Thank You, Coaches
Bill Barnwell [ARCHIVE]
January 28, 2013
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Each Monday during the football season, I recap the previous week's NFL action. The final section in most of those columns is "Thank You for Not Coaching," which highlights some of the questionable decisions made by NFL coaches during games and analyzes why the process that went into those decisions was suboptimal. Occasionally, I'll break down a smart decision or hit some low-hanging fruit, but the goal is to gain a greater understanding of how coaches should or should not think in terms of improving their teams' chances of winning football games.
These, then, are the "Thank You for Not Coaching" awards. Now, if a coach shows up in here, it doesn't mean that he's necessarily a bad coach who should be kicked to the curb immediately. There's just too much to being a head coach that we don't see in front of our eyes on Sundays to rely solely on in-game decision-making when judging a coach's abilities. How does the coach handle his team's personalities and egos? How does he develop young players? Conduct his practices? Manage player workloads and health? Deal with the owner? Conduct himself with the media and fans? All that stuff matters, too.
With that being said, you can do a lot of harm with some terrible in-game decisions and make all of that other stuff seem irrelevant. It's not a coincidence that many of the coaches who were featured regularly in this space didn't hold on to their jobs for 2013. Let's get started with one of the more obvious trophies to be handed out …
Worst Challenge of the Year Jim Schwartz, Detroit Lions
In terms of directly affecting the score line and the game outcome, it's impossible to top the touchdown that Jim Schwartz handed the Houston Texans on Thanksgiving Day when he prematurely threw his challenge flag after an 81-yard Justin Forsett run for a touchdown. In case you've forgotten, Forsett was clearly down on a play that would have been overturned by the automatic review that occurs after each touchdown, but because Schwartz threw his flag, the referees penalized the Lions 15 yards and were not permitted, by rule, to review the play. It's a dumb rule, of course, but it's one that Atlanta's Mike Smith had run afoul of just one week earlier; Schwartz needed to keep his cool and coach by the rules. The score ended up being enough to eventually push the game into overtime, and the Texans prevailed.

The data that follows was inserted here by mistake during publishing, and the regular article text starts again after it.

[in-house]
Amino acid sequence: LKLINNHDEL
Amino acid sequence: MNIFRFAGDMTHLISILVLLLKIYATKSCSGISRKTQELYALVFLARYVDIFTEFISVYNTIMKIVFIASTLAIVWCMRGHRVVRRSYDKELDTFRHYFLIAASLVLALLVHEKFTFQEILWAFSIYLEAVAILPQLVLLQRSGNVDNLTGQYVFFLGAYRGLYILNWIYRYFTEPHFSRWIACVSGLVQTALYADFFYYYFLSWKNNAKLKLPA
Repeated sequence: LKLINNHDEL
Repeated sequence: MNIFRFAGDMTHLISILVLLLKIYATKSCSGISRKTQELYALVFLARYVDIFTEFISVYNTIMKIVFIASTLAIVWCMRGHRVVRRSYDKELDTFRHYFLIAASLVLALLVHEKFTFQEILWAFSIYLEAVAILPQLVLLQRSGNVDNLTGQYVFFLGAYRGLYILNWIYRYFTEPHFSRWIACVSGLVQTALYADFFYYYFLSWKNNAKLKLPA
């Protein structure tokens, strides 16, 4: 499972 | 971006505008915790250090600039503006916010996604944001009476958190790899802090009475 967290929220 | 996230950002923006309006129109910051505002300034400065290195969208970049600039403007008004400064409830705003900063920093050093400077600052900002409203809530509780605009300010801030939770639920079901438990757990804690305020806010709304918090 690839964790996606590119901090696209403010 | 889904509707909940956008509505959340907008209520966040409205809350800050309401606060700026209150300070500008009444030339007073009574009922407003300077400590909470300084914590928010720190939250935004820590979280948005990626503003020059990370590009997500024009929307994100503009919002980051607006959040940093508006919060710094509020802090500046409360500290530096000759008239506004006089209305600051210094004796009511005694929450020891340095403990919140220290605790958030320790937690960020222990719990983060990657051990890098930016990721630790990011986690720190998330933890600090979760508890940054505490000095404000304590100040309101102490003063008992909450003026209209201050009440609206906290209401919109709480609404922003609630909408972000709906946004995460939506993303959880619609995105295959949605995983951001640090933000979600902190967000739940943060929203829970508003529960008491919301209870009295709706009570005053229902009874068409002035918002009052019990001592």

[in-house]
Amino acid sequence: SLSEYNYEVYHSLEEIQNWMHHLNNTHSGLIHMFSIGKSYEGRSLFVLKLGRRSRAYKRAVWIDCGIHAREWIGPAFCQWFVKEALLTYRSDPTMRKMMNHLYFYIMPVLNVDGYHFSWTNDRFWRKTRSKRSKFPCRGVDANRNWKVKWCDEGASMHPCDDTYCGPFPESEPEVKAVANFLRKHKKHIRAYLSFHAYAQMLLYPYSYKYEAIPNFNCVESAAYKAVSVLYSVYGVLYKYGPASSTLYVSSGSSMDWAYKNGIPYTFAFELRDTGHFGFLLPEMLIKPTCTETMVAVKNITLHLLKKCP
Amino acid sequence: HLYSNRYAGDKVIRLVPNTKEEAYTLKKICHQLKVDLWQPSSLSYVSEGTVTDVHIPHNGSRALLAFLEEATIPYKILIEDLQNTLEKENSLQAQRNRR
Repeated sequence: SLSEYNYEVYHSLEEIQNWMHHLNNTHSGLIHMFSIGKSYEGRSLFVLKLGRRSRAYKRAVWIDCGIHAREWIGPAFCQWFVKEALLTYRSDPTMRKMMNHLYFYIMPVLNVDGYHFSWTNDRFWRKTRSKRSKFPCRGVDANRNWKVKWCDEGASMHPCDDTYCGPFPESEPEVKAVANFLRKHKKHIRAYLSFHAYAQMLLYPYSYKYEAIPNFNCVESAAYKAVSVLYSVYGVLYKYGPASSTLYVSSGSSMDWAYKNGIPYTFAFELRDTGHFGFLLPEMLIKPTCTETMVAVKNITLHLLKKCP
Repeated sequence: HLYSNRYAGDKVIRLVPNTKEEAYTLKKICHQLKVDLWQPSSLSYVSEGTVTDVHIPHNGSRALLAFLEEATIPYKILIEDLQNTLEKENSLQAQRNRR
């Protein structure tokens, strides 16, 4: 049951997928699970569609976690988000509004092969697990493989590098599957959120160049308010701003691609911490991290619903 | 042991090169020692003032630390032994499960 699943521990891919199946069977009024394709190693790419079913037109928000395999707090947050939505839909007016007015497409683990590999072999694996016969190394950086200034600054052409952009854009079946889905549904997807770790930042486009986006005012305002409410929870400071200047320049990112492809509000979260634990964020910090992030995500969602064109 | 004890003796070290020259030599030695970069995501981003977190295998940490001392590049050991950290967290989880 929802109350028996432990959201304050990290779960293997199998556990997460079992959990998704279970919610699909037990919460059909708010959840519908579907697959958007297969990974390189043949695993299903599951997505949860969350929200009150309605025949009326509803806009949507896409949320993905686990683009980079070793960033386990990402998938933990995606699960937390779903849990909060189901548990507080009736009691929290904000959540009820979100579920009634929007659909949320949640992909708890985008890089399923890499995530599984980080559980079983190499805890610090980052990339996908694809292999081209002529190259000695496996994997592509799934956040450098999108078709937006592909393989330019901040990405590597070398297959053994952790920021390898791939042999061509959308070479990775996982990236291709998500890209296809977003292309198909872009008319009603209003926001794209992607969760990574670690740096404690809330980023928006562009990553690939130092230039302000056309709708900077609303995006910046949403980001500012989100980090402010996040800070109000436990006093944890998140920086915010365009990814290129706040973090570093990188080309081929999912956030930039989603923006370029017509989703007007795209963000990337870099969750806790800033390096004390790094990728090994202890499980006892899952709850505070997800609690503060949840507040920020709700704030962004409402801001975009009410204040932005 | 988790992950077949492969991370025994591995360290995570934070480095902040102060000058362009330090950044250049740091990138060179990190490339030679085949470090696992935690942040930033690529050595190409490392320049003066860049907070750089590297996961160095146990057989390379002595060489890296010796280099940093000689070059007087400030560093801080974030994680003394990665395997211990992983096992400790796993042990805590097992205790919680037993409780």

Most Useless Challenge of the Year Pat Shurmur, Cleveland Browns
Since that last award was basically impossible to give to anyone but Schwartz for his colossal blunder, the award committee felt it was necessary to hand out a second trophy for non-rule-breaking challenges. That one goes to Pat Shurmur, who might not want to get too comfortable, since he is probably going to make a few walks to the podium during this ceremony.
In the first quarter of Cleveland's Week 8 tilt against the Chargers, Shurmur threw his flag on what could not have been a more meaningless play. On the first play of a San Diego drive from their own 18-yard line, the Chargers picked up six yards on a pass to Robert Meachem. Shurmur saw something on replay and decided to throw his challenge flag. The play was overturned, turning an insurmountable second-and-4 into a dominant position of second-and-10. With about 46 minutes of challengeable action left to go, it's hard to figure that Shurmur got good value for one of his two opportunities to throw the challenge flag without worrying about losing the flag for the rest of the game. As I wrote at the time, "It's like being granted two wishes and using one of them to have a genie take out the trash for you."